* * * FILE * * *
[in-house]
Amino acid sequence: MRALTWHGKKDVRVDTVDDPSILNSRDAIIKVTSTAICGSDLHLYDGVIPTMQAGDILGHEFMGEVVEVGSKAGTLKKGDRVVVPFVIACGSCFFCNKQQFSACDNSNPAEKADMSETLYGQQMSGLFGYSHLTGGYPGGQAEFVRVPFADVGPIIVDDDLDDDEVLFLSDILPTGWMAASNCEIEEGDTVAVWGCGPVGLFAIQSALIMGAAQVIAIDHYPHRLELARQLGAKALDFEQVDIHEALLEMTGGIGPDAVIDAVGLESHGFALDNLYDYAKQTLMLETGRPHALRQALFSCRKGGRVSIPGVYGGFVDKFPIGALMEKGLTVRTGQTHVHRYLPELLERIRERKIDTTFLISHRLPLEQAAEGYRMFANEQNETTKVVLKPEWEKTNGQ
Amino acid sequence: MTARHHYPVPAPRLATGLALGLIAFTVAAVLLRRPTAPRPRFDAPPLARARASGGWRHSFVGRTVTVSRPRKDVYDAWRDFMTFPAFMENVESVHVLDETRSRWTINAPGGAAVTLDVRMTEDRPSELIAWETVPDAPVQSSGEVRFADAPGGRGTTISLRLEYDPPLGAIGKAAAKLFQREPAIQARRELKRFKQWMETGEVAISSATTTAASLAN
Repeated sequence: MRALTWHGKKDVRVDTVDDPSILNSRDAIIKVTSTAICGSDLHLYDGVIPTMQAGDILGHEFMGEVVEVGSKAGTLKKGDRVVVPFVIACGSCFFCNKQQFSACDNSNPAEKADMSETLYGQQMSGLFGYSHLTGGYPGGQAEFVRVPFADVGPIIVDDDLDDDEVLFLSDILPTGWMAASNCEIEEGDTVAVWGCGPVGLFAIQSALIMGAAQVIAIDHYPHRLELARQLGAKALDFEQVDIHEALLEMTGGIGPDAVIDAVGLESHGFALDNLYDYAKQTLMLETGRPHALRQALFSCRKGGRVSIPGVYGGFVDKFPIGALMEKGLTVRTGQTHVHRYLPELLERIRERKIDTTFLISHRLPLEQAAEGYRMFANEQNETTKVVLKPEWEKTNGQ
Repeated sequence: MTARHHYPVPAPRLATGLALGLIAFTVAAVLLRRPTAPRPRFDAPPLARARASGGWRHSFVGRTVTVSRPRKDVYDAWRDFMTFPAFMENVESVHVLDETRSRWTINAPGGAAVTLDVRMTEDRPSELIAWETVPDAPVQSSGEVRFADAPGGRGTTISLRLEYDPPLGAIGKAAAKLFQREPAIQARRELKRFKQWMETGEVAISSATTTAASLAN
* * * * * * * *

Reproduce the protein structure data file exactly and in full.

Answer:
[in-house]
Amino acid sequence: MRALTWHGKKDVRVDTVDDPSILNSRDAIIKVTSTAICGSDLHLYDGVIPTMQAGDILGHEFMGEVVEVGSKAGTLKKGDRVVVPFVIACGSCFFCNKQQFSACDNSNPAEKADMSETLYGQQMSGLFGYSHLTGGYPGGQAEFVRVPFADVGPIIVDDDLDDDEVLFLSDILPTGWMAASNCEIEEGDTVAVWGCGPVGLFAIQSALIMGAAQVIAIDHYPHRLELARQLGAKALDFEQVDIHEALLEMTGGIGPDAVIDAVGLESHGFALDNLYDYAKQTLMLETGRPHALRQALFSCRKGGRVSIPGVYGGFVDKFPIGALMEKGLTVRTGQTHVHRYLPELLERIRERKIDTTFLISHRLPLEQAAEGYRMFANEQNETTKVVLKPEWEKTNGQ
Amino acid sequence: MTARHHYPVPAPRLATGLALGLIAFTVAAVLLRRPTAPRPRFDAPPLARARASGGWRHSFVGRTVTVSRPRKDVYDAWRDFMTFPAFMENVESVHVLDETRSRWTINAPGGAAVTLDVRMTEDRPSELIAWETVPDAPVQSSGEVRFADAPGGRGTTISLRLEYDPPLGAIGKAAAKLFQREPAIQARRELKRFKQWMETGEVAISSATTTAASLAN
Repeated sequence: MRALTWHGKKDVRVDTVDDPSILNSRDAIIKVTSTAICGSDLHLYDGVIPTMQAGDILGHEFMGEVVEVGSKAGTLKKGDRVVVPFVIACGSCFFCNKQQFSACDNSNPAEKADMSETLYGQQMSGLFGYSHLTGGYPGGQAEFVRVPFADVGPIIVDDDLDDDEVLFLSDILPTGWMAASNCEIEEGDTVAVWGCGPVGLFAIQSALIMGAAQVIAIDHYPHRLELARQLGAKALDFEQVDIHEALLEMTGGIGPDAVIDAVGLESHGFALDNLYDYAKQTLMLETGRPHALRQALFSCRKGGRVSIPGVYGGFVDKFPIGALMEKGLTVRTGQTHVHRYLPELLERIRERKIDTTFLISHRLPLEQAAEGYRMFANEQNETTKVVLKPEWEKTNGQ
Repeated sequence: MTARHHYPVPAPRLATGLALGLIAFTVAAVLLRRPTAPRPRFDAPPLARARASGGWRHSFVGRTVTVSRPRKDVYDAWRDFMTFPAFMENVESVHVLDETRSRWTINAPGGAAVTLDVRMTEDRPSELIAWETVPDAPVQSSGEVRFADAPGGRGTTISLRLEYDPPLGAIGKAAAKLFQREPAIQARRELKRFKQWMETGEVAISSATTTAASLAN